By Tyler Obropta, Staff Writer
There were a number of documentaries in 2016 that crafted stories about race in ways that deeply, often horrifically, resonate with our current turbulent times. ESPN’s O.J.: Made in America—a fabulous five-part miniseries or unwieldy eight-hour doc, depending on how you chose to consume it—took a look at the racial tension that resulted in the infamous 10-month court case. Ava DuVernay’s Netflix film 13th examines the dehumanization of blacks in the U.S. and the myth of the threatening black felon.
But it’s hard to imagine a more prescient vision of our time than that of James Baldwin. The man was black. He was a writer. He was an activist. The film is I Am Not Your Negro, based on Baldwin’s unfinished Remember This House, in which he fondly remembers his heroes Medgar Evers, Malcolm X and Martin Luther King, Jr., and he tragically relives their assassinations and looks ahead to the future of the nation for blacks around the country.
The film is a beautiful assemblage of Baldwin’s interviews and writings, civil rights demonstration footage, still photography and modern news coverage, all deftly compiled by director Raoul Peck and editor Alexandra Strauss. Also helping the fluid documentary are Alexei Aigui’s music and the passionate but surprisingly reserved narration from Samuel L. Jackson himself.
The information covered by the film should not be new to anyone, nor does the film set out to educate people on the history of the American racial struggle. Instead, through the sophisticated voice of Baldwin—my Lord, this man is an excellent speaker—the documentary takes an academic, intellectual approach to its material. Baldwin speaks about the apathy and ignorance at the heart of America’s racial divide, about how young, black boys and girls grow up unaware—for half a dozen years, at least—that the country they were born in and owe their lives and identities to has never thought to evolve a place in itself for African-Americans.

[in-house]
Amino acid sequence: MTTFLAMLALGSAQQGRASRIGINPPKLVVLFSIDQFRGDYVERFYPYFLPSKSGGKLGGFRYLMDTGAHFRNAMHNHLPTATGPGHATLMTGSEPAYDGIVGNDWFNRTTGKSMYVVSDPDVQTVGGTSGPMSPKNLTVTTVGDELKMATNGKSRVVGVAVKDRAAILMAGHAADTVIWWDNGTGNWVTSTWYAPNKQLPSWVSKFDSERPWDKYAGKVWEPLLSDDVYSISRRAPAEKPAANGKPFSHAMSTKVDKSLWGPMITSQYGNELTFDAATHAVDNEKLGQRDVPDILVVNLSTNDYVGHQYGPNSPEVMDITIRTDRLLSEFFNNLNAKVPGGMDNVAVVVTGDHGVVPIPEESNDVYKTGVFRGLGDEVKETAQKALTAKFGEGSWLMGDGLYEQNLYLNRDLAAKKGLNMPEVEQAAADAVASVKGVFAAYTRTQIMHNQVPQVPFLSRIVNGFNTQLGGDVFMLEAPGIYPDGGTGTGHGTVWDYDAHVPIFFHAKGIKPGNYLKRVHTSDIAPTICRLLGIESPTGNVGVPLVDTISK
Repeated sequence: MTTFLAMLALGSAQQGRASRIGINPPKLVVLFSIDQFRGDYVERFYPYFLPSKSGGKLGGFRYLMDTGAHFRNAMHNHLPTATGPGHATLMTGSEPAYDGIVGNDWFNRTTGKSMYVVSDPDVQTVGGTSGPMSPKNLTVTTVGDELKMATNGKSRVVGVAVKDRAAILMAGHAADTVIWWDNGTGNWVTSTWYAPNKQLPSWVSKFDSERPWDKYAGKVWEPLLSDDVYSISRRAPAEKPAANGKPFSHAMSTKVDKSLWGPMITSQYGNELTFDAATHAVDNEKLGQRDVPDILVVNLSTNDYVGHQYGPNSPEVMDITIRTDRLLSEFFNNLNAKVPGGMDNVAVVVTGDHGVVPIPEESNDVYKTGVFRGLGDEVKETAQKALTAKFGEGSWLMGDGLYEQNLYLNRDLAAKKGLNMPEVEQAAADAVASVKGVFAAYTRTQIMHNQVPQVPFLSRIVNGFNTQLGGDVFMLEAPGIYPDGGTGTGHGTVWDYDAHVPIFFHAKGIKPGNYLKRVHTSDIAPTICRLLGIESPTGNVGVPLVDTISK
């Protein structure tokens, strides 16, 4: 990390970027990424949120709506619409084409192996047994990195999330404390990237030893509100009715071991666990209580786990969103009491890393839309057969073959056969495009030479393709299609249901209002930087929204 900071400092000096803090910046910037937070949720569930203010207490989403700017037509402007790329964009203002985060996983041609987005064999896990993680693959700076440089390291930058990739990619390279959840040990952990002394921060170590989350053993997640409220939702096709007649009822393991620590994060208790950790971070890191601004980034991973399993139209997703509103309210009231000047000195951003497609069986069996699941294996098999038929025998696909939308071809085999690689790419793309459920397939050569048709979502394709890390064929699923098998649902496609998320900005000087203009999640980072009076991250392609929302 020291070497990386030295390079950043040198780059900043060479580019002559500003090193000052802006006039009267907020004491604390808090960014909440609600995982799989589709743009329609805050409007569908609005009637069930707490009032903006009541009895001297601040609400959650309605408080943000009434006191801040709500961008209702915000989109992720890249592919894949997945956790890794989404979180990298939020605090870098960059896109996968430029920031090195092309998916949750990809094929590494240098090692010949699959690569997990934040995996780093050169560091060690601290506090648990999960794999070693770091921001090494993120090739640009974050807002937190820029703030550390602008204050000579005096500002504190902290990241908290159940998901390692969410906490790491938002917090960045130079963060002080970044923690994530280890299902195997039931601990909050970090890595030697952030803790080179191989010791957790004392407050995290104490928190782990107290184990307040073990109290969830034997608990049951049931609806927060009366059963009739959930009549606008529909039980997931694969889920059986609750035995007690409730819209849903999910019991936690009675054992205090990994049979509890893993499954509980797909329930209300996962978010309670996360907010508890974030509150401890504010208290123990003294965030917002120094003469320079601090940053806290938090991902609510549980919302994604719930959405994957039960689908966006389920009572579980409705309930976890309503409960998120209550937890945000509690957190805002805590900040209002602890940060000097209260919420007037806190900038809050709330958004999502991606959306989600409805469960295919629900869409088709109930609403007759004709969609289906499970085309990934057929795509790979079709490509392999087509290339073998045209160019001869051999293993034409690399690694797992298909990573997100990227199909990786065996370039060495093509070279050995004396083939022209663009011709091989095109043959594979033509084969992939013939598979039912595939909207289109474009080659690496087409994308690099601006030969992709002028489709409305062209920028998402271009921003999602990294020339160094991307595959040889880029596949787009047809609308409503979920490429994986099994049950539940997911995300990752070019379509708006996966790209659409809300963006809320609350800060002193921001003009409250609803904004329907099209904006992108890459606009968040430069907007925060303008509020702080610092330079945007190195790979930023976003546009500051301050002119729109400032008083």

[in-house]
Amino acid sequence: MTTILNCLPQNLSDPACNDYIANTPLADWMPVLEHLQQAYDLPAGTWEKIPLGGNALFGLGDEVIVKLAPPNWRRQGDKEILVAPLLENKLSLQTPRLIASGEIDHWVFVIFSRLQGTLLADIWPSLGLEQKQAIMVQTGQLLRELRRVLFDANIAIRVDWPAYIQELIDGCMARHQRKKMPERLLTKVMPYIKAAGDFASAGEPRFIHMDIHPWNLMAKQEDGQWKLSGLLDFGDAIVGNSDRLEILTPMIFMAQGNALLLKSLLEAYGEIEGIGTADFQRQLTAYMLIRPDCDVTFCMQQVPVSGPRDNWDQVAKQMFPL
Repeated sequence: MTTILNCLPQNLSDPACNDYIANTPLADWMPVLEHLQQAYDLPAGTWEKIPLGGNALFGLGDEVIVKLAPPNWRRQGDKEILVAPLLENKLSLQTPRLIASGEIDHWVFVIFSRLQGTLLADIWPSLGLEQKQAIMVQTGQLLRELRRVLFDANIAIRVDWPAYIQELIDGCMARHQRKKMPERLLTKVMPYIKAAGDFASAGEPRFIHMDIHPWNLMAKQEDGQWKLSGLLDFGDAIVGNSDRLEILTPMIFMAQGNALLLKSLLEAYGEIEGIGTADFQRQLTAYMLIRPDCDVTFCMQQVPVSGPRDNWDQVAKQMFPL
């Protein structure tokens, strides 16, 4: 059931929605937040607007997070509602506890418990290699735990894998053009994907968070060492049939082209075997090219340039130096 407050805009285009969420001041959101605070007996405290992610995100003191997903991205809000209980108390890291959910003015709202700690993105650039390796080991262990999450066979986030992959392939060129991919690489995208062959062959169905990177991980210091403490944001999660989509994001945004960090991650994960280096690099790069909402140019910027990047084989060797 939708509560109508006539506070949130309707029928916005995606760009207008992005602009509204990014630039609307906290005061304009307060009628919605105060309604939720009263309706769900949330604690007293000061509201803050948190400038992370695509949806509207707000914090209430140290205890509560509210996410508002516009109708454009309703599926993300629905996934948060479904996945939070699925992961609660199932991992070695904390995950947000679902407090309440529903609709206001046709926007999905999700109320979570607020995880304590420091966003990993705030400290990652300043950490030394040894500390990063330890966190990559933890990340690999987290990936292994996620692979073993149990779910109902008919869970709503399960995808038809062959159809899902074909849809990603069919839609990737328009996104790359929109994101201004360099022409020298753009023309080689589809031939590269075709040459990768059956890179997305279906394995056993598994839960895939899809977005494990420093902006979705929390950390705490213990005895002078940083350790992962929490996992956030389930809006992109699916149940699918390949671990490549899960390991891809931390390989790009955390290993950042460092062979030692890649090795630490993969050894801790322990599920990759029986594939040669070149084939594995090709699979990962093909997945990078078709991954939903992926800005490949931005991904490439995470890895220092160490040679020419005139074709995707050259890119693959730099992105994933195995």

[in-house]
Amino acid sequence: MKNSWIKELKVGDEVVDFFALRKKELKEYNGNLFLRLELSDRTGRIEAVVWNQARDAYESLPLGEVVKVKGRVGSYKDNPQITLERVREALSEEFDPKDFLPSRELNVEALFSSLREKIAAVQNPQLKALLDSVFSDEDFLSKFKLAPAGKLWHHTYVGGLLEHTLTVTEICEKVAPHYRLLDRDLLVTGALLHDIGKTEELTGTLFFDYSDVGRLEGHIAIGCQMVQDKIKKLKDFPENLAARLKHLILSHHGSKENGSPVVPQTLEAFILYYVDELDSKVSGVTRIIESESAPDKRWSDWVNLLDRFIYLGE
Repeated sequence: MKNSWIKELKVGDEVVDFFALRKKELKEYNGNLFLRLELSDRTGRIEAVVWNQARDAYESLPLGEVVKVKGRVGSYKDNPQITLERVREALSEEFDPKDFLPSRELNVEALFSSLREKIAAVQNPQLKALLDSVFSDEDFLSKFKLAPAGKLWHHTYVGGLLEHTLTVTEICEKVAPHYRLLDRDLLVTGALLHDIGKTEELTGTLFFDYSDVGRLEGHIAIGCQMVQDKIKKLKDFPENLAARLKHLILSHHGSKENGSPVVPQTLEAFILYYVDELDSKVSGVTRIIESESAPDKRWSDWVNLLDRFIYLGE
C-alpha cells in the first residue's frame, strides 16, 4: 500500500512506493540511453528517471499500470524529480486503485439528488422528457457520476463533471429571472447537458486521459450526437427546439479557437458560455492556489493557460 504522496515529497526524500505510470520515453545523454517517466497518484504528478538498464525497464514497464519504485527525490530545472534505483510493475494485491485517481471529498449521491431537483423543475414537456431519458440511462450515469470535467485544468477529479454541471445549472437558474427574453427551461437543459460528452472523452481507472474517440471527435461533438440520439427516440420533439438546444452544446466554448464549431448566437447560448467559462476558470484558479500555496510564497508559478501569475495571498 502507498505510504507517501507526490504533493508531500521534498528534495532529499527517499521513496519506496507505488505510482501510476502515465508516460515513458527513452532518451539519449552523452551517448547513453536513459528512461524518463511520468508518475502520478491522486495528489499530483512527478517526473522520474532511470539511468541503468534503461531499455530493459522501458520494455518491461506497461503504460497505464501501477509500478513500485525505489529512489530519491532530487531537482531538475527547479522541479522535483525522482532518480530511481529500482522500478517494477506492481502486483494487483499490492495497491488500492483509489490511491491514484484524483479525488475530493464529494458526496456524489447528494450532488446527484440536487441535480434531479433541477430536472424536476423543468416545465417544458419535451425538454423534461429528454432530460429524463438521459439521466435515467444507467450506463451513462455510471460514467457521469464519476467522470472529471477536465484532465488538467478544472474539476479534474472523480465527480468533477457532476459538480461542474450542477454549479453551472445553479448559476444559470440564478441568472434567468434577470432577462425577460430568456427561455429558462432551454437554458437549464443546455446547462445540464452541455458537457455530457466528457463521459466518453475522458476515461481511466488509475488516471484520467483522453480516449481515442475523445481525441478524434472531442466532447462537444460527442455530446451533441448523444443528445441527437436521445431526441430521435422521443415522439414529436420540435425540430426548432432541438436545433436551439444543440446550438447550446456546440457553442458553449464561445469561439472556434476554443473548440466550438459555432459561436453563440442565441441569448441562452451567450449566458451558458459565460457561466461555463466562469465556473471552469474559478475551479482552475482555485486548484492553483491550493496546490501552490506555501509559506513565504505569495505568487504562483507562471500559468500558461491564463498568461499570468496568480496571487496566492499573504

In revisiting monstrous old advertisements featuring grotesque black stereotypes, or in examining the racism inherent in old Hollywood classics Stagecoach and No Way Out, we are provided a sobering dose of anger, shame and regret. When the film cuts from the Watts, Los Angeles, protests of the ‘60s to the rallies in Ferguson, Missouri, in 2014 and we can see how minute the differences are, I Am Not Your Negro succeeds in scaring the shit out of us.
Do not confuse my words: I Am Not Your Negro is not intended to shock. The film is honest, but not manipulative. As I’ve said, it attempts to enlighten, to explain. What future exists for black people in America? Where do we go from here? Was the election of Barack Obama progress, or was it a white nation condescendingly rewarding blacks for hundreds of years of servitude?
Few modern documentaries have such an effective political punch, and few are as intellectually stimulating. If you can’t afford a ticket, Baldwin’s debates and interviews are all over the internet. For the sake of your education, go watch them.